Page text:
Similarly, Hel by Katia Priwieziencew and Pawel Tarasiewicz initiate discussion with the Polish cinematic tradition, which never favored film genres (with the arguable exception of comedies). This film is designed as a thriller – a unique approach for the Polish film industry. Hel is actually the name of a peninsula on the Baltic Sea which, while a very popular summer  destination, is almost deserted during the rest of the year. The protagonist is the aging, world weary Jack, an American scriptwriter, who comes to Hel in order to seek inspiration for his new script, which seems to be his last chance to stay in the business. Very soon Jack gets involved in strange and terrible events, and becomes the main suspect of a crime. Featuring an  American scriptwriter as main character clearly signals the authors’ strategy, strongly implying references to American film masters like David Lynch or Quentin Tarantino. The film music, the way of shooting and handling characters and mood, the marshaling of space, even the acting manner sometimes, all work towards building a particular kind of excess, which point to a pastiche or parody strategy. Unfortunately, it remains unclear whether indeed the real goal of the filmmakers was to create a deliberate post-modern imitation of the thriller genre, or the film is the result of a not very successful attempt to make an authentic Polish genre film. In any case, Hel remains an example of looking for the new opportunities for Polish cinema in dialogues with a world cinematic tradition, no matter how difficult it seems to adapt this tradition to the locally specific conditions.

Klezmer by Piotr Chrzan is probably the most interesting among the three films under scrutiny. It belongs to the long and rich tradition of Polish Holocaust cinema. This tradition was initiated around the time of The Schindler’s List, and raises the question of responsibility, both individual and collective, of Poles for the extermination of Jews during the war. The question is very difficult and often triggers emotionally charged reactions, but Polish cinema perseveres in this discussion. On this intense backdrop Klezmer does not look overly original, but on the other hand it makes an interesting artistic proposition, suggesting that there is no way of knowing of what has really happened between few simple, unsophisticated people, in a forest somewhere in eastern Poland around 1942. While at work, they find a young Jewish man, wounded and unconscious – and decide to take him to their village, report to the authorities and get an award from the Germans. And while proceeding with their decision, they seem to be devoid of any human feelings, but we find out that the sister of one of the Poles is hiding a young Jewish girl, and is also helping out a group of Jews, hiding somewhere in the forest. She recognizes the prisoner as a musician, whom she heard playing  beautiful and touching music at a wedding. Although in a forest, people feel claustrophobic, do not trust each other, being actually afraid of one another, and therefore do not hesitate to kill each other, which is the real tragedy in this film. There’s no possibility to avoid being part of this, to stay “out” and remain human. It is this baring of the powers of evil, which makes this film universal and  worth seeing, even if it tackles a subject that has become familiar from  contemporary Polish cinema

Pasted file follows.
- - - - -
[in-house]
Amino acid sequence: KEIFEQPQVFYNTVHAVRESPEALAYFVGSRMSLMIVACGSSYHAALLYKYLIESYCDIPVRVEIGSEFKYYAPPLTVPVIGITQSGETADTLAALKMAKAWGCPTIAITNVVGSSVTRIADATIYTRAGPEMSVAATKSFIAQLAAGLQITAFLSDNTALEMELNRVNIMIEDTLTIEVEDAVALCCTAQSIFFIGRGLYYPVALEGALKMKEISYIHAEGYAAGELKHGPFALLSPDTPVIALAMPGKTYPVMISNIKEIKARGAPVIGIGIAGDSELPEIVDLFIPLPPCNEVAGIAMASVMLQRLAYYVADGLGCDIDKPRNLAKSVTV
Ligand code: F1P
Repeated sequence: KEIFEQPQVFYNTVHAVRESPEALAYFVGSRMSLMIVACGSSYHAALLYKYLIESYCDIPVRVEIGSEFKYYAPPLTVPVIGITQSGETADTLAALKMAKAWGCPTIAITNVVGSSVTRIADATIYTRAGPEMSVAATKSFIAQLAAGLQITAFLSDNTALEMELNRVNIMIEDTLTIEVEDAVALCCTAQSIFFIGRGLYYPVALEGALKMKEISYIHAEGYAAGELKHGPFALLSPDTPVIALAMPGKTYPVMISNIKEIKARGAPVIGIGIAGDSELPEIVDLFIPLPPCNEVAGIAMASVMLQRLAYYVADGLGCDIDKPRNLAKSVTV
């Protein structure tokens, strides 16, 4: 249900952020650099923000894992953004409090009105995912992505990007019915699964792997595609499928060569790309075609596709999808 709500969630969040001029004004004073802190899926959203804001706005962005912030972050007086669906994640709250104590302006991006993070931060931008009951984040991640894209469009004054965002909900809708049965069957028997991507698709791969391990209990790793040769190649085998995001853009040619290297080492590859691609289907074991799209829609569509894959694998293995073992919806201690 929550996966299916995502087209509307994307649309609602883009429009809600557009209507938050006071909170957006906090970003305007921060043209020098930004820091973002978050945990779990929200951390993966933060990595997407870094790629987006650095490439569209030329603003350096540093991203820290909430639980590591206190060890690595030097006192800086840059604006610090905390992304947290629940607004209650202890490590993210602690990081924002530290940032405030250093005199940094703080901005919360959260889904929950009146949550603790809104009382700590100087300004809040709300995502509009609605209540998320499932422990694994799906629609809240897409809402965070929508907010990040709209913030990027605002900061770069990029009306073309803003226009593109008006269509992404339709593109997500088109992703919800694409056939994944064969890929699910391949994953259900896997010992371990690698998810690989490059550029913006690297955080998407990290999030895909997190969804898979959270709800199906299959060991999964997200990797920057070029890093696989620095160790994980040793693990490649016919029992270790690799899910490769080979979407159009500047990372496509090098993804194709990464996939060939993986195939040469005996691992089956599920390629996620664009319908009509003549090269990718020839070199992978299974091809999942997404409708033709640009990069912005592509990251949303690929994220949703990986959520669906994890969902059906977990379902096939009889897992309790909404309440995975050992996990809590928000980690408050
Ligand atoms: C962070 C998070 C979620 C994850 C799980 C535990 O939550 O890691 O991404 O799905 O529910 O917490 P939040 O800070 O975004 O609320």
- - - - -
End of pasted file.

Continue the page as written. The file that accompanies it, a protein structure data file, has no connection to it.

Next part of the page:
These three titles seem to each bring a new proposition for the Polish cinema to pursue, demonstrating that these propositions are firmly rooted in solid traditions of subjects and discussions, already well known to Polish audience and filmmakers. And while The New World, Hel, and Klezmer  are testaments to the resilience of these traditions, their fascination with them implies the impossibility of Polish cinema to leave this enchanted circle.

Edited by Christina Stojanova